Laparoscopic greater curvature plication, also known as gastric sleeve plication or gastric imbrication, is becoming more popular among patients interested in weight loss surgery because of its reputation as a restrictive bariatric surgical technique. The official medical term might be a mouthful, but a literal translation of each word actually explains the whole process: Laparoscopic (with the use of laparoscopy), Greater Curvature (the part of the stomach), and Plication (folding) – folding the greater curvature part of the stomach with the use of laparoscopy.
With the latest technological advancements in science and medicine, bariatric surgeons are now able to access the inside of the abdomen without having to cut long incisions.
Many people compare this surgery approach to gastric sleeve surgery. The major difference is that gastric sleeve surgery involves removing part of the stomach to leave only a small part of it, while greater curvature plication only involves folding a part of the stomach to achieve the same results.
Gastric band surgery (or lap band surgery) entails a band placed in the upper part of the stomach. This band is connected to a port accessible on the abdomen, where saline fills are injected to adjust the band and continually reduce the circumference of that part of the stomach. Greater curvature plication patients do not have to worry about having a port implanted on their abdomen, or going to a lap band fill center every few months to have their bands adjusted.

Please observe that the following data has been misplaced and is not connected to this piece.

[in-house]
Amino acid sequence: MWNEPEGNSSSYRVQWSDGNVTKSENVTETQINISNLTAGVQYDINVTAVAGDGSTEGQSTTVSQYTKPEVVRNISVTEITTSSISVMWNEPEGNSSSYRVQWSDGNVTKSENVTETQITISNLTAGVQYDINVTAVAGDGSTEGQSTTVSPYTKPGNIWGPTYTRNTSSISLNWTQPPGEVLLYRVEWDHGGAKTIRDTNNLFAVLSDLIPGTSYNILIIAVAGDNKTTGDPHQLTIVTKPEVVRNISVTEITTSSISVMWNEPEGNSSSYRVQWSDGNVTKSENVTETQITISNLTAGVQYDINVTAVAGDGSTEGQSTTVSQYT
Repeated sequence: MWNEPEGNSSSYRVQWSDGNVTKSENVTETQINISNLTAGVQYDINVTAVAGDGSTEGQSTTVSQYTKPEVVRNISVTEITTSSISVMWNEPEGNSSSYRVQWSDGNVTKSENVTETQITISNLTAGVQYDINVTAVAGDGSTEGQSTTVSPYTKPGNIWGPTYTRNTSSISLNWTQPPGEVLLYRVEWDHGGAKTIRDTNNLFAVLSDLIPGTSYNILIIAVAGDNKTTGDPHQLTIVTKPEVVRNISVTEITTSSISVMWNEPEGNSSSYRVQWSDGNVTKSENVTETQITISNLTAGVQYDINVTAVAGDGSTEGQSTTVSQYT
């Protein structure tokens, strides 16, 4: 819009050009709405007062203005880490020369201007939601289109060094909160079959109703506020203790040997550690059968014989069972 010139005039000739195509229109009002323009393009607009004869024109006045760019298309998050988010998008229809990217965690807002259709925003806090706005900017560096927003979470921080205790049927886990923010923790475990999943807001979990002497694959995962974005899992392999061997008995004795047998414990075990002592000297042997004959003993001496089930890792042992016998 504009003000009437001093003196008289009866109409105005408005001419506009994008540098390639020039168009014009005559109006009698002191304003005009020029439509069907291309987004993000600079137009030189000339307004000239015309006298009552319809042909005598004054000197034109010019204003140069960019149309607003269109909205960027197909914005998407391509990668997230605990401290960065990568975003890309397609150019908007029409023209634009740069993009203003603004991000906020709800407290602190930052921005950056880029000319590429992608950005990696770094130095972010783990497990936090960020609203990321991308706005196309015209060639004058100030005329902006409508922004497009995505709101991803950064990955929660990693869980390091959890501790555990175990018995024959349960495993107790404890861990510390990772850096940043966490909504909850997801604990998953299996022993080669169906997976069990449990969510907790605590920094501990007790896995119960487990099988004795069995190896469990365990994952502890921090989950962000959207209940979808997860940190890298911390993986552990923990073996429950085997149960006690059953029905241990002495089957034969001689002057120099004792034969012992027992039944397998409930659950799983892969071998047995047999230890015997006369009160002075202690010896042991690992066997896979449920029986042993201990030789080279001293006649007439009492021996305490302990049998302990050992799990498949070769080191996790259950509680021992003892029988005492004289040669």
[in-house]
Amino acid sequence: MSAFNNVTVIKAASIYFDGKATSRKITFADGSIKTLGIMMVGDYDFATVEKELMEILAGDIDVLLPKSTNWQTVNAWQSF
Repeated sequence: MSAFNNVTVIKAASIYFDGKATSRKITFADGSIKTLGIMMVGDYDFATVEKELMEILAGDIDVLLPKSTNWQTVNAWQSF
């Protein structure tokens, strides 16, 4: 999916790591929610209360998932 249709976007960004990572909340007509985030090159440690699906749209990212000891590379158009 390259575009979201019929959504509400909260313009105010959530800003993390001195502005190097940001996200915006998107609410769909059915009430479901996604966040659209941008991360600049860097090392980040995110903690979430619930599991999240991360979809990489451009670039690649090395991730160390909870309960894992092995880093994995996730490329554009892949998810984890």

While lap bands are deemed even less minimally-invasive, some patients have been known to be quite dissatisfied with the rate of weight loss after surgery.
Desired results are the same as with other weight loss surgery methods: restricting food intake and content in the stomach by reducing its size. In the surgery, the surgeon invaginates (folds inwards) the greater curvature of the stomach and uses rows of stitches on the edges to secure the fold. This lessens the surface area of the stomach without having to cut away a part of it.
According to a Bariatric Times study of Ramos, et al, the average surgery time for laparoscopic greater curvature plication surgery was 55 minutes, with patients staying in the hospital for an average of 36 hours.
You should consider undergoing gastric plication if:
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